DOING THE UNTHINKABLE IN WASHINGTON
Washington Post (Bezos Blog)
President-elect Donald Trump and the Republican-controlled Congress are drawing up plans to take on the government bureaucracy they have long railed against, by eroding job protections and grinding down benefits that federal workers have received for a generation.
These changes were once unthinkable to federal employees, their unions and their supporters in Congress. But Trump’s election as an outsider promising to shake up a system he told voters is awash in “waste, fraud and abuse” has conservatives optimistic that they could do now what Republicans have been unable to do in the 133 years since the modern civil service was created.
Trump has promised that in his first 100 days he will freeze federal hiring, and has pledged to eliminate two regulations for every new one passed, as well as shut down the Education Department and parts of the EPA.
Hiring freezes, an end to automatic raises, a green light to fire poor performers, a ban on union business on the government’s dime and less generous pensions — these are the blueprint emerging under Republican control of Washington in January.
“We’re going to have to get the country to understand how big the problem is, the human costs of it and why it’s absolutely essential to reform,” said Gingrich, who urged Trump to shrink big government and overhaul the “job-for-life” guarantee of federal work.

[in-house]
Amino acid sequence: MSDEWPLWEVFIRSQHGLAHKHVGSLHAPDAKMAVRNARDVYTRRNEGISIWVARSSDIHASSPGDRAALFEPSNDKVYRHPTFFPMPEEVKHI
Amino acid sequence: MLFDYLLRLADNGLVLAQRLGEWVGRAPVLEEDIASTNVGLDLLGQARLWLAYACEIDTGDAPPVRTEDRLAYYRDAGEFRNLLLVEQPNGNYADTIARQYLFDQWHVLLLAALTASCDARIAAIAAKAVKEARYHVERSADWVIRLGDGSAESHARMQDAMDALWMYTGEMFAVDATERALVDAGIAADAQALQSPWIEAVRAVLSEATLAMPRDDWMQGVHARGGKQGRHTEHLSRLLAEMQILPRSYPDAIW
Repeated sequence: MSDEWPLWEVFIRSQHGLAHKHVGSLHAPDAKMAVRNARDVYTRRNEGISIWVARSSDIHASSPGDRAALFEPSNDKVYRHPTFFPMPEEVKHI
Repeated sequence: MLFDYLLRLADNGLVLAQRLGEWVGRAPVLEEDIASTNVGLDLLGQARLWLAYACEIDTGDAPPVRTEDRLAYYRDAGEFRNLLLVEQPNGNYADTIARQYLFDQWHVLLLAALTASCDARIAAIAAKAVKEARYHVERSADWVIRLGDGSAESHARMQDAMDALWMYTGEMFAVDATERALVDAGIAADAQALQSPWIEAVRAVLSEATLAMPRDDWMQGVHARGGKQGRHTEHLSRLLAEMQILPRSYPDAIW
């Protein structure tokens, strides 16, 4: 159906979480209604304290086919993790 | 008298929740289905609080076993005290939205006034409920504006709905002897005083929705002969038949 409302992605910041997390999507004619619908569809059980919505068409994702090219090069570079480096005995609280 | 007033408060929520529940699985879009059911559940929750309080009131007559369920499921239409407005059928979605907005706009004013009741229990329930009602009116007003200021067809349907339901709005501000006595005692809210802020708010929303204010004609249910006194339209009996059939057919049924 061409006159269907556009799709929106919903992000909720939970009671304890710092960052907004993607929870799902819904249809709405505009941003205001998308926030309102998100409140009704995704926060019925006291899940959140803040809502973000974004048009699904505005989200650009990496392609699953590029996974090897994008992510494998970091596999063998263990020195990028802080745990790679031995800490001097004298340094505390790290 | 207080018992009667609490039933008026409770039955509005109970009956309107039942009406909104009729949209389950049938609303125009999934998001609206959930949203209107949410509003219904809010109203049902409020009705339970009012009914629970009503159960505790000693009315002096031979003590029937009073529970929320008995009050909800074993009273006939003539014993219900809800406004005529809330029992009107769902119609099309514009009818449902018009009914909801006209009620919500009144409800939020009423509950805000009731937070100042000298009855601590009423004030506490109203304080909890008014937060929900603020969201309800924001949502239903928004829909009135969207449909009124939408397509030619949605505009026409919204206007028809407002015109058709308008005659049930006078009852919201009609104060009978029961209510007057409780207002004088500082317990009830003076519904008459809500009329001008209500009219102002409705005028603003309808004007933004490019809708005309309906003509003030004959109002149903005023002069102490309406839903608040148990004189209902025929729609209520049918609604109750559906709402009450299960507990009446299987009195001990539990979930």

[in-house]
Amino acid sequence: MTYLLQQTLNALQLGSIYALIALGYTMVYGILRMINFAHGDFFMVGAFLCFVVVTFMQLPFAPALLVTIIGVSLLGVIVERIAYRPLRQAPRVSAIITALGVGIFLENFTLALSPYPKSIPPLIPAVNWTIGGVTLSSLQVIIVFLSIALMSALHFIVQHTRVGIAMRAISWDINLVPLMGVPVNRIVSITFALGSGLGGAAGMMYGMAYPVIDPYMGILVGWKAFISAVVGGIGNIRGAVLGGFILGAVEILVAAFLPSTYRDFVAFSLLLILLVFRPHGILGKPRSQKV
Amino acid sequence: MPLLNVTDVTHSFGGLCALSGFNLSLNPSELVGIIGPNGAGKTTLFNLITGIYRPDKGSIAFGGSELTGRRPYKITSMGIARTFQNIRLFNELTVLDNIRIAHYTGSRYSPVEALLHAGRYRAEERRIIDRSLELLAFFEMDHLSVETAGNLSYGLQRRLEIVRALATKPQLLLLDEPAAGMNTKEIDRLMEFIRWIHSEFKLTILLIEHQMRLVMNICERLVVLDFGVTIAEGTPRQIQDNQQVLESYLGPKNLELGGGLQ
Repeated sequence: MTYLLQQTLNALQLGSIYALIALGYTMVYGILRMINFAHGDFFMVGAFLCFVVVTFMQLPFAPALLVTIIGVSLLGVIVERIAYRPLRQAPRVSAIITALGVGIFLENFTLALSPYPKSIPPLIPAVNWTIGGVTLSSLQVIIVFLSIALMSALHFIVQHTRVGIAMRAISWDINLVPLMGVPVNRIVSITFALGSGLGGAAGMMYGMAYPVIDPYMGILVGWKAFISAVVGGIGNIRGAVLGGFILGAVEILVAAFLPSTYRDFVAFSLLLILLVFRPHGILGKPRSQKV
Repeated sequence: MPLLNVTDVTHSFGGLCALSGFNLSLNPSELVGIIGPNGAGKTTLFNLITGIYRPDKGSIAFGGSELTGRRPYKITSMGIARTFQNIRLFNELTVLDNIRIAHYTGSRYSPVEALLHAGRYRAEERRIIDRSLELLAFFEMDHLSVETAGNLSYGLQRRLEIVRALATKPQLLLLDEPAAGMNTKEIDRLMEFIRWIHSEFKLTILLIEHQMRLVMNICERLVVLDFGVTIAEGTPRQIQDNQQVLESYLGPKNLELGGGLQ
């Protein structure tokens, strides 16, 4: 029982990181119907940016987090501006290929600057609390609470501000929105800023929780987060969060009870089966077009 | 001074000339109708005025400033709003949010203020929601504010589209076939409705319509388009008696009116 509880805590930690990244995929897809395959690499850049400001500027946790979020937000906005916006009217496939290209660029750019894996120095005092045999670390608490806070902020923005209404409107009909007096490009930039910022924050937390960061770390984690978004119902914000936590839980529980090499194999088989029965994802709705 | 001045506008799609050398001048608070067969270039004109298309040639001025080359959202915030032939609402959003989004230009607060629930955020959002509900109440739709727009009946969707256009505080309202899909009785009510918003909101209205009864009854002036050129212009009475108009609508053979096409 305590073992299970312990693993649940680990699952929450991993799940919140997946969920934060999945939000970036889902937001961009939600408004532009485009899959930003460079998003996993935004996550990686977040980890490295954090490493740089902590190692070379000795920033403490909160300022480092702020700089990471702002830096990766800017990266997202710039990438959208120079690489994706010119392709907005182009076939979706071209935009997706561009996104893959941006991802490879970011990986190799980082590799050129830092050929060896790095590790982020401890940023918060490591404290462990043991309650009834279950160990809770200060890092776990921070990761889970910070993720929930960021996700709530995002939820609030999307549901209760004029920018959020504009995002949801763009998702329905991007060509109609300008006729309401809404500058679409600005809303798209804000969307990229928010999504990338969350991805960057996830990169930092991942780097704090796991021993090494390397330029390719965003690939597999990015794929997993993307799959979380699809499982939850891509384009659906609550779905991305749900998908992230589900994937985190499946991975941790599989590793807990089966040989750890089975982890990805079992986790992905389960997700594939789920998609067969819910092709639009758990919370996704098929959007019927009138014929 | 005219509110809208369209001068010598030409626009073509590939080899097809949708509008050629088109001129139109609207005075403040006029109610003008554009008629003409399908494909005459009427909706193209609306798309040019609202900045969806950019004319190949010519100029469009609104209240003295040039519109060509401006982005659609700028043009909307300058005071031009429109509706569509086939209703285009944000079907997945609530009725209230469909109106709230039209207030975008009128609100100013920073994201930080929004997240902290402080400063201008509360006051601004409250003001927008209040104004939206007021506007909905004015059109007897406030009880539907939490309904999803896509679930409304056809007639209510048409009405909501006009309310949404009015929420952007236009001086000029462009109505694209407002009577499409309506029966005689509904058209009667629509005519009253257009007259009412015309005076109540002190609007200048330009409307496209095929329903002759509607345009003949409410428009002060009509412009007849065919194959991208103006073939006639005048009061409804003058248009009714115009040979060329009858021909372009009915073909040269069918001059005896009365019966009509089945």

Gingrich predicted that Stephen K. Bannon, a former Breitbart News chief who helped steer Trump’s campaign and is now one of his most influential advisers, would lead the effort. “It’s a big, big project,” he said. The project aligns with Bannon’s long-stated warnings about the corrupting influence of government and a capital city rampant with “crony capitalism.”
Top Republicans on Capitol Hill say their first priority will be making it easier to fire employees regarded as incompetent or who break the rules.
“It’s nearly impossible to fire somebody,” said Rep. Jason Chaffetz. “When the overwhelming majority do a good job and the one bad apple is there viewing pornography, I want people to be held accountable.”
Gingrich said the Trump administration probably would look for guidance from Wisconsin Gov. Scott Walker (R), who stripped public employee unions of most of their collective-bargaining rights and forced workers to pay more into their pensions and for health care.
“We’re going to be playing defense for at least a couple of years,” acknowledged William R. Dougan, president of the National Federation of Federal Employees, the third-largest federal union.